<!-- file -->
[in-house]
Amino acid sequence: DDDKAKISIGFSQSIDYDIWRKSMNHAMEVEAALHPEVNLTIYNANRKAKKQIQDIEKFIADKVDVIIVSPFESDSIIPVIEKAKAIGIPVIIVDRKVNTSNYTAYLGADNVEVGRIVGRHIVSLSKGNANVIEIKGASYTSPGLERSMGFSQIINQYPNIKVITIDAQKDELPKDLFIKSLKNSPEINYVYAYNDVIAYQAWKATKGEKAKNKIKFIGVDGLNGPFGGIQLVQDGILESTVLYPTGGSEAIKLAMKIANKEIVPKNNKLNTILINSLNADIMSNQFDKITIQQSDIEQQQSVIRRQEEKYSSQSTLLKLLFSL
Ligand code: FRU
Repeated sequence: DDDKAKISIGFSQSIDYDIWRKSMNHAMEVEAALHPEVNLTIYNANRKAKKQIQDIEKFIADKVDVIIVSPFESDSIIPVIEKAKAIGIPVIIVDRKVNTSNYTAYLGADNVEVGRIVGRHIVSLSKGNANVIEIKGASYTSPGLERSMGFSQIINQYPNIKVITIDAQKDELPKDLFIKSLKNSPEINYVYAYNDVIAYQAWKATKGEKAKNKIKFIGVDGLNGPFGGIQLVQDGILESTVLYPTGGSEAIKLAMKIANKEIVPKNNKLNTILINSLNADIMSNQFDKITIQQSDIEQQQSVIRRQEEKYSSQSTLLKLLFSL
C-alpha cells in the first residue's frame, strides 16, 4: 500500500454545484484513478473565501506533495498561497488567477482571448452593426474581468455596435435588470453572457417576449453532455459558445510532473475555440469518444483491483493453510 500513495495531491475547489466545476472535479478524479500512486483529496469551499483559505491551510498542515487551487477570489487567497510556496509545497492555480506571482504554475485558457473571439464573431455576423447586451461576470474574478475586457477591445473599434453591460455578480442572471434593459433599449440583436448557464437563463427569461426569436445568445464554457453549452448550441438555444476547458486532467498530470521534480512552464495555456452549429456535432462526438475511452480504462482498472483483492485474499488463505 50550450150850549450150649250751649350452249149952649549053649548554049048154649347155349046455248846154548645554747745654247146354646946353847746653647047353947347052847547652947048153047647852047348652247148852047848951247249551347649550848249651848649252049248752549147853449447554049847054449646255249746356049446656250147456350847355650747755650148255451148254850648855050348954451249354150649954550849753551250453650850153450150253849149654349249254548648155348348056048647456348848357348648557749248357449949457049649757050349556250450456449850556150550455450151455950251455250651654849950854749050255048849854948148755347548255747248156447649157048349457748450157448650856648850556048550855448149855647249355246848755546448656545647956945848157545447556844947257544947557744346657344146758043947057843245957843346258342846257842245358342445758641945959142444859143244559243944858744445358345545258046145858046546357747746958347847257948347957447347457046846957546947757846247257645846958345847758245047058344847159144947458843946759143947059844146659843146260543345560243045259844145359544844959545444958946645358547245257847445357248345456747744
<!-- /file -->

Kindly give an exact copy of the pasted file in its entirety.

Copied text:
[in-house]
Amino acid sequence: DDDKAKISIGFSQSIDYDIWRKSMNHAMEVEAALHPEVNLTIYNANRKAKKQIQDIEKFIADKVDVIIVSPFESDSIIPVIEKAKAIGIPVIIVDRKVNTSNYTAYLGADNVEVGRIVGRHIVSLSKGNANVIEIKGASYTSPGLERSMGFSQIINQYPNIKVITIDAQKDELPKDLFIKSLKNSPEINYVYAYNDVIAYQAWKATKGEKAKNKIKFIGVDGLNGPFGGIQLVQDGILESTVLYPTGGSEAIKLAMKIANKEIVPKNNKLNTILINSLNADIMSNQFDKITIQQSDIEQQQSVIRRQEEKYSSQSTLLKLLFSL
Ligand code: FRU
Repeated sequence: DDDKAKISIGFSQSIDYDIWRKSMNHAMEVEAALHPEVNLTIYNANRKAKKQIQDIEKFIADKVDVIIVSPFESDSIIPVIEKAKAIGIPVIIVDRKVNTSNYTAYLGADNVEVGRIVGRHIVSLSKGNANVIEIKGASYTSPGLERSMGFSQIINQYPNIKVITIDAQKDELPKDLFIKSLKNSPEINYVYAYNDVIAYQAWKATKGEKAKNKIKFIGVDGLNGPFGGIQLVQDGILESTVLYPTGGSEAIKLAMKIANKEIVPKNNKLNTILINSLNADIMSNQFDKITIQQSDIEQQQSVIRRQEEKYSSQSTLLKLLFSL
C-alpha cells in the first residue's frame, strides 16, 4: 500500500454545484484513478473565501506533495498561497488567477482571448452593426474581468455596435435588470453572457417576449453532455459558445510532473475555440469518444483491483493453510 500513495495531491475547489466545476472535479478524479500512486483529496469551499483559505491551510498542515487551487477570489487567497510556496509545497492555480506571482504554475485558457473571439464573431455576423447586451461576470474574478475586457477591445473599434453591460455578480442572471434593459433599449440583436448557464437563463427569461426569436445568445464554457453549452448550441438555444476547458486532467498530470521534480512552464495555456452549429456535432462526438475511452480504462482498472483483492485474499488463505 50550450150850549450150649250751649350452249149952649549053649548554049048154649347155349046455248846154548645554747745654247146354646946353847746653647047353947347052847547652947048153047647852047348652247148852047848951247249551347649550848249651848649252049248752549147853449447554049847054449646255249746356049446656250147456350847355650747755650148255451148254850648855050348954451249354150649954550849753551250453650850153450150253849149654349249254548648155348348056048647456348848357348648557749248357449949457049649757050349556250450456449850556150550455450151455950251455250651654849950854749050255048849854948148755347548255747248156447649157048349457748450157448650856648850556048550855448149855647249355246848755546448656545647956945848157545447556844947257544947557744346657344146758043947057843245957843346258342846257842245358342445758641945959142444859143244559243944858744445358345545258046145858046546357747746958347847257948347957447347457046846957546947757846247257645846958345847758245047058344847159144947458843946759143947059844146659843146260543345560243045259844145359544844959545444958946645358547245257847445357248345456747744